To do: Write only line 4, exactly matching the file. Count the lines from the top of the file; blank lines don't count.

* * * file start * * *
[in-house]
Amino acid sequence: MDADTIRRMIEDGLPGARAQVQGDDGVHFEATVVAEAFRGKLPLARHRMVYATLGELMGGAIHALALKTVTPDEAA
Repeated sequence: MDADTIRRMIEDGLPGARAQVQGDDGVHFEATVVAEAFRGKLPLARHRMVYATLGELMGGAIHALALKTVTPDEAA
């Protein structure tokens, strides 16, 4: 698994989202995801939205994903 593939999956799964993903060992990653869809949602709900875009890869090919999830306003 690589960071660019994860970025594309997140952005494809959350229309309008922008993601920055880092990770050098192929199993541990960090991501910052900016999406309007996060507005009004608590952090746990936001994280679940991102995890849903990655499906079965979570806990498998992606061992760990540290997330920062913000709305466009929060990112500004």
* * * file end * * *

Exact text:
């Protein structure tokens, strides 16, 4: 698994989202995801939205994903 593939999956799964993903060992990653869809949602709900875009890869090919999830306003 690589960071660019994860970025594309997140952005494809959350229309309008922008993601920055880092990770050098192929199993541990960090991501910052900016999406309007996060507005009004608590952090746990936001994280679940991102995890849903990655499906079965979570806990498998992606061992760990540290997330920062913000709305466009929060990112500004």